Biometrics — using physical features as security — are already here and the password is on its way out. Gone are the days when you have to type a password into your phone to unlock it with many now using fingerprints.

But now we’re going deeper into the biotmetric world.

Smartphone developers — led by giants Samsung and Apple — are exploring other ways of improving the identification process such as iris scanners.

Biometrics uses technology to prove or verify a claim of true identity. And it is increasingly becoming more important in the world of banking — in which security is paramount and change only happens when safety is guaranteed.

Research by Mapa found that after Apple incorporated fingerprint-recognition technology back in 2013, the technology took off.

Nowadays, several banks are offering so-called TouchID as an option for customers to access their bank accounts on iPhones, from Lloyds to Rabobank.

This is only set to increase as other financial institutions catch on to the idea that biometrics can make banking a more secure process.

Verdict spoke to Bill Spence, HID Global’s vice president of biometric sales, which builds biometric authentication products for ATMs and banks, about the importance of using this technology, the challenges facing the banking sector, and why it is so successful in Brazil.

Verdict: Why do biometrics and banking work so well together?

Bill Spence: One of the biggest challenges facing banks today is how to provide secure and trusted services while substantially improving customer experience.

Fraud is an ever-present and increasing threat in an environment where bank customers are demanding a seamless and consistently satisfying experience across all service channels.

The way to achieve this is a holistic multi-channel identity and access management (IAM) platform that correctly recognises customers across all channels and uses biometrics to offer both a better user experience and a higher level of mutual trust.

3 Things That Will Change the World Today

Biometrics is an essential component of this identity solution because it enables customers to conveniently and reliably prove that they are who they say they are — from account creation to any transaction.

V: What ways are financial institutions and banks implementing biometrics?

BS: Biometrics are being used to simplify IAM across all banking channels, improve user experience as well as the level of trust, and reduce total cost of ownership.

V: Biometric ATMs are becoming more popular in places such as Brazil, why is this?

BS: Biometrics offers significant value to these financial institutions and their customers.

One common approach in countries like Brazil is to use the fingerprint in place of the PIN for the ubiquitous card-plus-PIN transaction.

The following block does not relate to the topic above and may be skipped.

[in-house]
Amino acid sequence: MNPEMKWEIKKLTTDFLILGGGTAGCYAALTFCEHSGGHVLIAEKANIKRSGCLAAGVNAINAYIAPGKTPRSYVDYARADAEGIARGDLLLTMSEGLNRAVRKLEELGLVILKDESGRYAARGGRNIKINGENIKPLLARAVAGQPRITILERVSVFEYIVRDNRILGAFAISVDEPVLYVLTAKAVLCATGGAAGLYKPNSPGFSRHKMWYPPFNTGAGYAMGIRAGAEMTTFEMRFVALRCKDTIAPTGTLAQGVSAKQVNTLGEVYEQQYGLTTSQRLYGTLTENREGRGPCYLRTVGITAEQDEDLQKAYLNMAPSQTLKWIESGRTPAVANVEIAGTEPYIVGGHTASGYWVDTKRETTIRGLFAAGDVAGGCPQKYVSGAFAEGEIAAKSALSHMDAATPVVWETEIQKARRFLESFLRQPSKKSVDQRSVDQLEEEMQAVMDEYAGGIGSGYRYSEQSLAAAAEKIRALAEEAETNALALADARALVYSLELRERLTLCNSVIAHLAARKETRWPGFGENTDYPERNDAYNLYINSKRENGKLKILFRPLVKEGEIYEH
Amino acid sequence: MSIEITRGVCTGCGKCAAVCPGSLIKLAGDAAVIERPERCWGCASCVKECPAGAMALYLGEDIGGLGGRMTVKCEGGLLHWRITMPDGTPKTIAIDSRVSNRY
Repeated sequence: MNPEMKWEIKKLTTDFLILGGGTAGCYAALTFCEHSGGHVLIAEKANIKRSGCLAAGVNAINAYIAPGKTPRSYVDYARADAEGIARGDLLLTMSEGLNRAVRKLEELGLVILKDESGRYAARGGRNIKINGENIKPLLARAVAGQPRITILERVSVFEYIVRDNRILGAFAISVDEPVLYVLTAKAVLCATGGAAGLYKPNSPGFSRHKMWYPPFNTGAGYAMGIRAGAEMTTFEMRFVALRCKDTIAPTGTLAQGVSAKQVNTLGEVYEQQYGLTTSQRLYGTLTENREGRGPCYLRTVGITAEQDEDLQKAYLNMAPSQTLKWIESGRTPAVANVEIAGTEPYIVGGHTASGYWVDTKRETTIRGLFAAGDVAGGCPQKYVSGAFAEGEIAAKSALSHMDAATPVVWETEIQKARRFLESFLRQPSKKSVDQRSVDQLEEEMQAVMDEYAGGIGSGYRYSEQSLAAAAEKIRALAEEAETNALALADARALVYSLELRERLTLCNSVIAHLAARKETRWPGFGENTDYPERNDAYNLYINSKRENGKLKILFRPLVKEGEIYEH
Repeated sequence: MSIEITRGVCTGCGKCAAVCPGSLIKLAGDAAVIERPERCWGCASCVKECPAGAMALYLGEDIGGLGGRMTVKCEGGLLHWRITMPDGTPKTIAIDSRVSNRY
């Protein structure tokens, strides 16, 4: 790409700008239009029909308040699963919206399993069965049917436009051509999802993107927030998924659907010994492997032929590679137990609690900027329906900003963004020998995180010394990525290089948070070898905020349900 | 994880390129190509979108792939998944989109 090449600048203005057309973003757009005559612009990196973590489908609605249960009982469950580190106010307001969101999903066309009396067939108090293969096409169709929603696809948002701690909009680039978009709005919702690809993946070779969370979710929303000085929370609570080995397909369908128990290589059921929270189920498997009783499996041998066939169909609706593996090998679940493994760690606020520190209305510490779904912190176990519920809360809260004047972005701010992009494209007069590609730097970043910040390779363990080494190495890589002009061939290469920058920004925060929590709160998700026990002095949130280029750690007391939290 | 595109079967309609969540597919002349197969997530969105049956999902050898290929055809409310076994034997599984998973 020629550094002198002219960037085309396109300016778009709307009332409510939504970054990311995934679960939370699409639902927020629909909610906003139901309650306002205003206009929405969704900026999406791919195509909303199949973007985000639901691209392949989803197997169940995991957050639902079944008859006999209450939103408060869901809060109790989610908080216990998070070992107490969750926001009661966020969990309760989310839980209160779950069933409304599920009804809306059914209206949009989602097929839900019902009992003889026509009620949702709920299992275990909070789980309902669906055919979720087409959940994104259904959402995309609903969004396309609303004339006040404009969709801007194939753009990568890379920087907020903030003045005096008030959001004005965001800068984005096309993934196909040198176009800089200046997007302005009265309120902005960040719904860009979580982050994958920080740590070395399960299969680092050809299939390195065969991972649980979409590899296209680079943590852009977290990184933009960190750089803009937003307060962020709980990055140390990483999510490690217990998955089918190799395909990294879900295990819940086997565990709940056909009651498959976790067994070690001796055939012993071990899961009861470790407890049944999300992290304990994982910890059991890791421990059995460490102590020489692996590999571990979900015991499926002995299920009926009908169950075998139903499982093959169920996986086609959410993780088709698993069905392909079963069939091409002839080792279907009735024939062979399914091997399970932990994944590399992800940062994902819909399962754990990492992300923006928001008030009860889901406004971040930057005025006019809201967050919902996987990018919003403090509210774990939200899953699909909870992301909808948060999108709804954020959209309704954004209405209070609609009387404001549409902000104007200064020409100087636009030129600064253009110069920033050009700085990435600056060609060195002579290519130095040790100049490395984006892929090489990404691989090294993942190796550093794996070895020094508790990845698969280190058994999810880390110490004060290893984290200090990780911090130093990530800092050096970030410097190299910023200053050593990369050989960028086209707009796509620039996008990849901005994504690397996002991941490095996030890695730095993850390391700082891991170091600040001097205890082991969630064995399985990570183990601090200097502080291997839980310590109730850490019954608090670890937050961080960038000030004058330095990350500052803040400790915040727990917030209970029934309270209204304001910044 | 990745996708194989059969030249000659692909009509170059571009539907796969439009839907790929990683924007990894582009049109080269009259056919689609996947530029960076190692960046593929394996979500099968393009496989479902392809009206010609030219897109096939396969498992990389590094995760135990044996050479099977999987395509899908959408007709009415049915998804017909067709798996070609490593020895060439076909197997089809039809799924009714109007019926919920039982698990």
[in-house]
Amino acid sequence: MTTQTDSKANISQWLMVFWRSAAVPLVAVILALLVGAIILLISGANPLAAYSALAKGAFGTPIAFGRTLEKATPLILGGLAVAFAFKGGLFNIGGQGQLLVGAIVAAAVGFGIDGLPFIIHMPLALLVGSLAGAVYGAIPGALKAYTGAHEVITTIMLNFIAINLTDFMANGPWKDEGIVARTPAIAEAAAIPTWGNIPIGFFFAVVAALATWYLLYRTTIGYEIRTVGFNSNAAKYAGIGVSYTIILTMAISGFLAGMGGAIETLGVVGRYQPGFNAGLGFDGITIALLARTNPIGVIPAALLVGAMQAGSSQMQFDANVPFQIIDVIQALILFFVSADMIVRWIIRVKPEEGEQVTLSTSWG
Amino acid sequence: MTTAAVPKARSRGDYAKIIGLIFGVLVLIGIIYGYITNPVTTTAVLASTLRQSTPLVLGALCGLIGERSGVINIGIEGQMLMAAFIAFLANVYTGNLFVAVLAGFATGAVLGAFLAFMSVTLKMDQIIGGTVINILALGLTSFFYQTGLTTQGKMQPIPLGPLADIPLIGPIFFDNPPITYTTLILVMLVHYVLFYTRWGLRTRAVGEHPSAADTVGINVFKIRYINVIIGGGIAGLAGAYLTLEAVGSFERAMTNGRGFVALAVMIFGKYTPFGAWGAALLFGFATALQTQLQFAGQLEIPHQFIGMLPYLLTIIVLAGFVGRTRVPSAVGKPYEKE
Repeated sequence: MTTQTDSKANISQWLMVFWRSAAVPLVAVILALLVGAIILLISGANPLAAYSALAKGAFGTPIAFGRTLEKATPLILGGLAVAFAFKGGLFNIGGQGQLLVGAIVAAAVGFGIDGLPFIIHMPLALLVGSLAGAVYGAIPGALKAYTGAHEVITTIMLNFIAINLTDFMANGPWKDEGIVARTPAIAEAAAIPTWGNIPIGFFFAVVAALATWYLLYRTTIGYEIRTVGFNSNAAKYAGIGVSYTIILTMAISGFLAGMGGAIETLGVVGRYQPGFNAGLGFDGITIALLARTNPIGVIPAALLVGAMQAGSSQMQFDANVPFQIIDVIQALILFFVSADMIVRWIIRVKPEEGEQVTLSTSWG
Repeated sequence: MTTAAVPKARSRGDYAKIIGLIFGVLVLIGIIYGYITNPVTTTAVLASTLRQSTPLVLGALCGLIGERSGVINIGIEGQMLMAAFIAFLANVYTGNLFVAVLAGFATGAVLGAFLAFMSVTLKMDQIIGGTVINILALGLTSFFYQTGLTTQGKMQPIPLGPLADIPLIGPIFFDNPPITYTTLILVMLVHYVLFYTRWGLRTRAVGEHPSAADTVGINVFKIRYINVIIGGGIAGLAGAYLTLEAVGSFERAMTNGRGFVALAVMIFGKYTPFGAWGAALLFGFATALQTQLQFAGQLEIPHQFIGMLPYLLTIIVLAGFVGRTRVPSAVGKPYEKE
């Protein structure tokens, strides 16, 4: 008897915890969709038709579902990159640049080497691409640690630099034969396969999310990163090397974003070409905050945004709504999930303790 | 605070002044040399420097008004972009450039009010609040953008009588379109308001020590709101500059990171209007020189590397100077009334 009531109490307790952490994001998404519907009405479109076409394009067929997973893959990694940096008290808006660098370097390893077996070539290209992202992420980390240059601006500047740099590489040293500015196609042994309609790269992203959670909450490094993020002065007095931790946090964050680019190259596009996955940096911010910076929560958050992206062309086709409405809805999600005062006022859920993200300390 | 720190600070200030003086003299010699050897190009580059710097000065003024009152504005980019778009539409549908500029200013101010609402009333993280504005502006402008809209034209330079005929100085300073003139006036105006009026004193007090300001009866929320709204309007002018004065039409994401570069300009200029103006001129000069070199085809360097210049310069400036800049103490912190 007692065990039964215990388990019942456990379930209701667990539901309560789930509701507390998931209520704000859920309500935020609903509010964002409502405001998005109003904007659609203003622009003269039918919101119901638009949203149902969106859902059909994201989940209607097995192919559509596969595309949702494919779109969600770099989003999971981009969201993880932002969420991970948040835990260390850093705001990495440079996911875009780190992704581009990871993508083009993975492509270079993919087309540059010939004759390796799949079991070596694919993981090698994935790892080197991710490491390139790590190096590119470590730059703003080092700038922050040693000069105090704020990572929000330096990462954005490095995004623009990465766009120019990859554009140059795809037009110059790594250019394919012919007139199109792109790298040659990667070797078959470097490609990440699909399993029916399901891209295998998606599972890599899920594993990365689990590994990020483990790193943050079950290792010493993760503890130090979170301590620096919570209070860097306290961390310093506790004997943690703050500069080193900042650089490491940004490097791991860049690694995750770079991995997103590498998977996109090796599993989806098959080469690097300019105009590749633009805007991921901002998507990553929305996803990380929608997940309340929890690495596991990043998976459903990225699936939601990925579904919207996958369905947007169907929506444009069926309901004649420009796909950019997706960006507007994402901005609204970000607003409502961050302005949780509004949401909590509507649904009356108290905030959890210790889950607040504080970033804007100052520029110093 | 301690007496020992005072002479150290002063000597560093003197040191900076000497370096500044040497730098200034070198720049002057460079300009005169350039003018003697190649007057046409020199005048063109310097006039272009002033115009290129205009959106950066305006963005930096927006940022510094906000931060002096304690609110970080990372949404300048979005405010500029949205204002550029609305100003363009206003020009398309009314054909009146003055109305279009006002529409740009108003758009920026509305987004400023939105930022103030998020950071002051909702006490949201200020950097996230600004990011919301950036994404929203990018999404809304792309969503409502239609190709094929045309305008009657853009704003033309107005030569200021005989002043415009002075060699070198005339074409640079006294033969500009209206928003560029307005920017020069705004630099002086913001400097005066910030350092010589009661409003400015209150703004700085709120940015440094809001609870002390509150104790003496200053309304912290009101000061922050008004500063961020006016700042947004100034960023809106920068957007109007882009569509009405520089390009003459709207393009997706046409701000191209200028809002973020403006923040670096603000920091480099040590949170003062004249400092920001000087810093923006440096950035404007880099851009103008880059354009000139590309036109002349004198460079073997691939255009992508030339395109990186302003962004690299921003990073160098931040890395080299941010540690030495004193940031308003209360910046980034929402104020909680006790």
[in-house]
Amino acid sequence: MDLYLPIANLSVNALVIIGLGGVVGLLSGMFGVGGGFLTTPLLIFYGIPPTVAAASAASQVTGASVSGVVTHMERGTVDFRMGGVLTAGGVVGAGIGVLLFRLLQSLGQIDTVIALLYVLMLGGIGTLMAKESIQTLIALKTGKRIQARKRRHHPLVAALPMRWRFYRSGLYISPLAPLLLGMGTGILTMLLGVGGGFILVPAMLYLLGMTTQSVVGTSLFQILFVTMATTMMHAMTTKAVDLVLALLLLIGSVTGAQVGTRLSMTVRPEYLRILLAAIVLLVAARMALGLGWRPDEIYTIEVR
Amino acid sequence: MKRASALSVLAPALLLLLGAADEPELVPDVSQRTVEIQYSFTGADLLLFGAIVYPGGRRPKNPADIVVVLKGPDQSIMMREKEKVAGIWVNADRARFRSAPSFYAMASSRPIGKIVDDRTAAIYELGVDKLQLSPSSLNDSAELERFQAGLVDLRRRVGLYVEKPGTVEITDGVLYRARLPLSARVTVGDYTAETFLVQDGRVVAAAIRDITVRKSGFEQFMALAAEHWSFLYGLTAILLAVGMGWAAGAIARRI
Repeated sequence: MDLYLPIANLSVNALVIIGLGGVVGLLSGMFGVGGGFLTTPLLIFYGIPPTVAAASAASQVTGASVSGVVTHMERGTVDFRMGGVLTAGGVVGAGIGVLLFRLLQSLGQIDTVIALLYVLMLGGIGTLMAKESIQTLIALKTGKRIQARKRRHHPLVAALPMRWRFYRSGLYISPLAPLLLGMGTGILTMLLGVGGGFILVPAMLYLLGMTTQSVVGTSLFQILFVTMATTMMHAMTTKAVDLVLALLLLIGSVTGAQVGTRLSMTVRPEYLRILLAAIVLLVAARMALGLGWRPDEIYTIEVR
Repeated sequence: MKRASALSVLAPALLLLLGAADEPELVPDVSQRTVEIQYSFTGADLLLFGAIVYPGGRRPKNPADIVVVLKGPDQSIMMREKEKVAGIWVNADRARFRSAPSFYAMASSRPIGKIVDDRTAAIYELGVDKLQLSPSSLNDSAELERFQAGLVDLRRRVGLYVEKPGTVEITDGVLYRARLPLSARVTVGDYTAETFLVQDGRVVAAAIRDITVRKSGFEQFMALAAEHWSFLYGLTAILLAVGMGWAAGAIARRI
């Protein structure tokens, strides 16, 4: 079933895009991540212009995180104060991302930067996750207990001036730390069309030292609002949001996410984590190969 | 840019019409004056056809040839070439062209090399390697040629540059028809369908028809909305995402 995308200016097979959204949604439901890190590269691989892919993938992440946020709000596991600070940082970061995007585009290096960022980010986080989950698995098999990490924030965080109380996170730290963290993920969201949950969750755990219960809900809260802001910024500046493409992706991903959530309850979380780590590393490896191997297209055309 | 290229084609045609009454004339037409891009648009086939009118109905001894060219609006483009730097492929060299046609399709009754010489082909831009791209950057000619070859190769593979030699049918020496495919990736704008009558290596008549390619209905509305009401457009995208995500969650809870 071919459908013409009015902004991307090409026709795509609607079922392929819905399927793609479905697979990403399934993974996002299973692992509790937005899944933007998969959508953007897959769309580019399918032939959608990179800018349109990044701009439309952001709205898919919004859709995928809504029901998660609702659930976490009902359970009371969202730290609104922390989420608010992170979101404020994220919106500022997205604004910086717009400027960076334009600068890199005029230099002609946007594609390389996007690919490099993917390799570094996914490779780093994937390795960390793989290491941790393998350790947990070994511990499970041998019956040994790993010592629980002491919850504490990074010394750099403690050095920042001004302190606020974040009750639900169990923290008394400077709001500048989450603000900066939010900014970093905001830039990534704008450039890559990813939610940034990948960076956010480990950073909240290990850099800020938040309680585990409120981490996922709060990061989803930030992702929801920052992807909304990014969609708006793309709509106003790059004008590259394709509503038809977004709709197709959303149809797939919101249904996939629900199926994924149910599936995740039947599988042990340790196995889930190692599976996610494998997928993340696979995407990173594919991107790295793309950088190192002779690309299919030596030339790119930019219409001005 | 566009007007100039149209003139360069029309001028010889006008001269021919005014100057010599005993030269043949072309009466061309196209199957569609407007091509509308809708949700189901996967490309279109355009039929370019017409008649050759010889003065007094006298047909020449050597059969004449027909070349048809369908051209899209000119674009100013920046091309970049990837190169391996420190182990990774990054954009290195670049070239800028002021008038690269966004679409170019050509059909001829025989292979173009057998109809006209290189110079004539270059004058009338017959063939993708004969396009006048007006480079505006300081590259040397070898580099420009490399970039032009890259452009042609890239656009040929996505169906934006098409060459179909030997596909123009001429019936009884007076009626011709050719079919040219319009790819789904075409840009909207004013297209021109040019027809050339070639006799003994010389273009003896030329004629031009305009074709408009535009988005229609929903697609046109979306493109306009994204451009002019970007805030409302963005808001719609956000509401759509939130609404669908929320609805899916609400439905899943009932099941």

Fingerprint authentication is generally easier for the customer than remembering a PIN and it also brings a higher level of certainty about who is transacting. Lumidigm has more than 81m bank customers in Brazil.

Placing a finger on a sensor takes less time than keying in a PIN. When multiple transactions are desired in a single session, this time benefit is multiplied to provide a quick and easy way for a bank customer to authenticate each transaction.

In this way, the bank can enforce per-transaction authentication for greater security without compromising the user experience.

As well, biometric information can be incorporated directly into a smart device.

As banks migrate to chip-based EMV cards for higher security, there is the opportunity for incorporating a user’s biometric template on the card. This is currently being done in some large-scale national identity programs.

V: BBC Click recently showed that it can hack HSBC’s voice authentication system: how can banks prepare against this when implementing biometrics?

BS: There are things they can do. Sensor reliability is essential. It is critical that sensor technology be capable of working reliably under the broadest range of real world conditions.

In the case of Lumidigm fingerprint technology this is possible because the sensors feature multispectral imaging to ensure unique fingerprint characteristics can be extracted from both the surface and subsurface of the skin.

Also important is field-updatable liveness detection capabilities to ensure proof of presence by preventing the use of fake fingerprints or spoof attacks.

V: What needs to be done to ensure that banks are doing this properly?

BS: Some best practices include things such as optimised data security and tamper protection and trusted connections. This means making sure the data is secure.

Properly architected system designs will always consider and protect against both internal and external threats and attacks.

Beyond the encryption of the data itself, there are now many good alternatives available for building highly secure and well protected systems, including the use of multi-factor and even multi-modal authentication to maintain security even if some identifying data is compromised.

As well, in terms of privacy protection, systems must be designed to provide for end-user privacy. The ability to store biometric data on a personal device eliminates the need for a local database or network connection and is one way to ensure privacy.

Encryption and tamper resistant devices prevent the interception of private biometric, biographic, and transactional data.

Whilst biometric characteristics are not themselves inherently private, well-designed biometric solutions prevent fraudulent access and allow individuals to control their true identity.

Bill Spence is speaking at the ATMIA ATM & Cash Innovation conference in London, 13-14 June